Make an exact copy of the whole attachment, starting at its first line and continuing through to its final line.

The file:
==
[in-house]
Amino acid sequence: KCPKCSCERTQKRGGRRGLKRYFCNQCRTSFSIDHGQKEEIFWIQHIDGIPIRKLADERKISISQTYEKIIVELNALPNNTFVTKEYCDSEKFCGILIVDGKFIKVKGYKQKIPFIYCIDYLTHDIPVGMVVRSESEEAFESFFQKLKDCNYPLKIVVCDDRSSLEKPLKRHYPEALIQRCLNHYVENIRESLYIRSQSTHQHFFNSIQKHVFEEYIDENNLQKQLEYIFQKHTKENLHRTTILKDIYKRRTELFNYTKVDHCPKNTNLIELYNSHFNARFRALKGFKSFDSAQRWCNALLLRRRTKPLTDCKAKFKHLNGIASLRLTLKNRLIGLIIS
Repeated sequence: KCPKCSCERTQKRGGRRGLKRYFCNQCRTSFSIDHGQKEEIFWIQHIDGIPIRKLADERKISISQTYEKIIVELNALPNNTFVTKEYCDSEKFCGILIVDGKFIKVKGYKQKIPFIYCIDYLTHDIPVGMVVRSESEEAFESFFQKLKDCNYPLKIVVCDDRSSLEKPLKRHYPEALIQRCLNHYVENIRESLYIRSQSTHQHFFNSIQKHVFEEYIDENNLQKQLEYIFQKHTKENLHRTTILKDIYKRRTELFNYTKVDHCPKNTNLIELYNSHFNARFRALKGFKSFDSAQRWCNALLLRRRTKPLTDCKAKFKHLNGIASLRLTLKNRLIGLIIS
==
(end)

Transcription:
[in-house]
Amino acid sequence: KCPKCSCERTQKRGGRRGLKRYFCNQCRTSFSIDHGQKEEIFWIQHIDGIPIRKLADERKISISQTYEKIIVELNALPNNTFVTKEYCDSEKFCGILIVDGKFIKVKGYKQKIPFIYCIDYLTHDIPVGMVVRSESEEAFESFFQKLKDCNYPLKIVVCDDRSSLEKPLKRHYPEALIQRCLNHYVENIRESLYIRSQSTHQHFFNSIQKHVFEEYIDENNLQKQLEYIFQKHTKENLHRTTILKDIYKRRTELFNYTKVDHCPKNTNLIELYNSHFNARFRALKGFKSFDSAQRWCNALLLRRRTKPLTDCKAKFKHLNGIASLRLTLKNRLIGLIIS
Repeated sequence: KCPKCSCERTQKRGGRRGLKRYFCNQCRTSFSIDHGQKEEIFWIQHIDGIPIRKLADERKISISQTYEKIIVELNALPNNTFVTKEYCDSEKFCGILIVDGKFIKVKGYKQKIPFIYCIDYLTHDIPVGMVVRSESEEAFESFFQKLKDCNYPLKIVVCDDRSSLEKPLKRHYPEALIQRCLNHYVENIRESLYIRSQSTHQHFFNSIQKHVFEEYIDENNLQKQLEYIFQKHTKENLHRTTILKDIYKRRTELFNYTKVDHCPKNTNLIELYNSHFNARFRALKGFKSFDSAQRWCNALLLRRRTKPLTDCKAKFKHLNGIASLRLTLKNRLIGLIIS